The ST 70 got its name because of its elongated T-shape in the frame, the rear of which also concealed the small tank – analogous to the Super Cub under the seat. Thus the entire chassis looked quite similar to the physique of this dog breed. The ST 70 Z model was equipped with the usual foot-shifted three-speed gearbox, automatic centrifugal clutch and a sporty camshaft.

The production versions received a larger headlight and a triangular speedometer. Especially for the US market, Honda built a second model in the same year, which – based on the ST 70 – was called Trail CT 70. This model was built mainly for the purpose of riding on unpaved country roads and rougher terrain.

At the same time, Honda also produced the Dax for the European market – which admittedly took some time, as each country in Europe had different legislation and registration regulations.

In 1970, the first European Dax machines were sold and bore the name KI. Initially, the STs were sold in Europe in two versions. In addition to the ST 70 – especially for the German market – there was a throttled 50 cc version called ST 50 GE (= General Export) from 1973.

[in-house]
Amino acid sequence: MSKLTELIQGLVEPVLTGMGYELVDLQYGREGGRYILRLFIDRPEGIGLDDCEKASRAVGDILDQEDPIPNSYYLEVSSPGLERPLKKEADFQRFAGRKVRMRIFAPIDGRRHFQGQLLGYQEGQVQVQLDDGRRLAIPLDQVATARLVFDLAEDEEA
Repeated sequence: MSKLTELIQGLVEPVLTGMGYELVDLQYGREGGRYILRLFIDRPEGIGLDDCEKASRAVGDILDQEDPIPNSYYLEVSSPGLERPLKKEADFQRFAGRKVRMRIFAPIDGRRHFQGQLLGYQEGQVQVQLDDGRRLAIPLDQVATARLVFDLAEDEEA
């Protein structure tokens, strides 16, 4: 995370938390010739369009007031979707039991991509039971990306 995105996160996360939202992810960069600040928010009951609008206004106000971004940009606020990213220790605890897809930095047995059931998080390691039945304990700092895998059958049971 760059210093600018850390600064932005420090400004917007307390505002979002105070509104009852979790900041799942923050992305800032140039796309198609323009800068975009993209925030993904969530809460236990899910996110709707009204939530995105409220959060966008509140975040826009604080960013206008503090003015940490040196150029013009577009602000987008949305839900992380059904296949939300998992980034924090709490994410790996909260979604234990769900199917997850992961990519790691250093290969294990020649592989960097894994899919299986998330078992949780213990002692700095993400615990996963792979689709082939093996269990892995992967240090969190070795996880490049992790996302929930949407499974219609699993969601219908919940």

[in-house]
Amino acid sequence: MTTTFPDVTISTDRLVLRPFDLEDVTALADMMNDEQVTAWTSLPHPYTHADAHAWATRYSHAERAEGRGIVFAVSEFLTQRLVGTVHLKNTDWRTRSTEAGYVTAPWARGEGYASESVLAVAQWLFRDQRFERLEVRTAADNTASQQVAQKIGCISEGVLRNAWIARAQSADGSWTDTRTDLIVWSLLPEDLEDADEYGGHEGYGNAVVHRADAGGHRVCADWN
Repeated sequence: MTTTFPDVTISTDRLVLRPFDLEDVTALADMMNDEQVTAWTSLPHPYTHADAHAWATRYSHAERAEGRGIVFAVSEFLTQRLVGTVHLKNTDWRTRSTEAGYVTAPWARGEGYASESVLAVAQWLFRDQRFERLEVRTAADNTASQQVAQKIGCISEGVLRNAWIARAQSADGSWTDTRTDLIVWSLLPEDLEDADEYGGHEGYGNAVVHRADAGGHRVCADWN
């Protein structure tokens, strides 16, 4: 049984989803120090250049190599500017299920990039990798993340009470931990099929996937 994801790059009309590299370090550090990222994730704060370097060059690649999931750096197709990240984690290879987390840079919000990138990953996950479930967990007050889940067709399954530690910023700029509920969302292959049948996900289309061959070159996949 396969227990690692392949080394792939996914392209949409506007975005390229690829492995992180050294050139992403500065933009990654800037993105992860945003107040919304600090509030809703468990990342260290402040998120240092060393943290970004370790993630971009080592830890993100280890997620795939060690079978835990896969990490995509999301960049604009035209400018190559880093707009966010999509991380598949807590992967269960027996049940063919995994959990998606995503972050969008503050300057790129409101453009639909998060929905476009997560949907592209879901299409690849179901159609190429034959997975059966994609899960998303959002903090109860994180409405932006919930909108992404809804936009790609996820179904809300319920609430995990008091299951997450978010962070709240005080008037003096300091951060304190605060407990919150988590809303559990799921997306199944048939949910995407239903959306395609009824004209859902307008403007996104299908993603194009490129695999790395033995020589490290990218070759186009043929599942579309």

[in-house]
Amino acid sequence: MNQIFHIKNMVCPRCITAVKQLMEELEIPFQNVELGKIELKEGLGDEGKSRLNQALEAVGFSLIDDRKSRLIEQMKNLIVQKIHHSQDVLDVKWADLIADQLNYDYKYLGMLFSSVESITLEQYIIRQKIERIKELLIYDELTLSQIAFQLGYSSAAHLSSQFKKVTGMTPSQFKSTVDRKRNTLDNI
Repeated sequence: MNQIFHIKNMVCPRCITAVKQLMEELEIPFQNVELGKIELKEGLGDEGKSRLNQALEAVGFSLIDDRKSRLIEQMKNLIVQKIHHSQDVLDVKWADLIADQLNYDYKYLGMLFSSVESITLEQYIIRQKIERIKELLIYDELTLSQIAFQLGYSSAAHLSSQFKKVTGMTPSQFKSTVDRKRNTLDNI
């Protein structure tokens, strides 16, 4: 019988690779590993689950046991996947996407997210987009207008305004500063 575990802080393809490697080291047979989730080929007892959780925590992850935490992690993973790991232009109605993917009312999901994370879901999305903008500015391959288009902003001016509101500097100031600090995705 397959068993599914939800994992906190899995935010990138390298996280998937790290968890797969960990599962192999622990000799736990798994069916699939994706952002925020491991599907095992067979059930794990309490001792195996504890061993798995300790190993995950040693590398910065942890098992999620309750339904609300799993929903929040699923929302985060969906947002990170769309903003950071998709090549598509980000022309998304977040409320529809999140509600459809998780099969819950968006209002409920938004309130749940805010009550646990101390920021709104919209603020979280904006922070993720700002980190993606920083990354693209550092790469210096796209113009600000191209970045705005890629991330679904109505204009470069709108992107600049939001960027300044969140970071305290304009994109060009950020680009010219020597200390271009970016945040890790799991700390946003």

1969 ST 70 DAX

The ST 50 was sold as a mokick with an insurance plate, the ST 70 as a motorbike (from the age of 18, it could only be purchased with the then class 1 driving licence). This version officially ran only 40 km/h, had a flywheel with centrifugal ignition adjustment as a throttle, a smaller carburettor and a cylinder head with a smaller intake, but still a standard camshaft.

Besides the usual ST 70, Honda produced a special edition called the “White Dax” or “Lady Dax”. It was white with white, black and green decals and a seat that had a green flower pattern on top. This model – like the US variant CT 70 with manual clutch and four-speed gearbox, by the way – is one of the sought-after variants today and is rarely found in its original condition.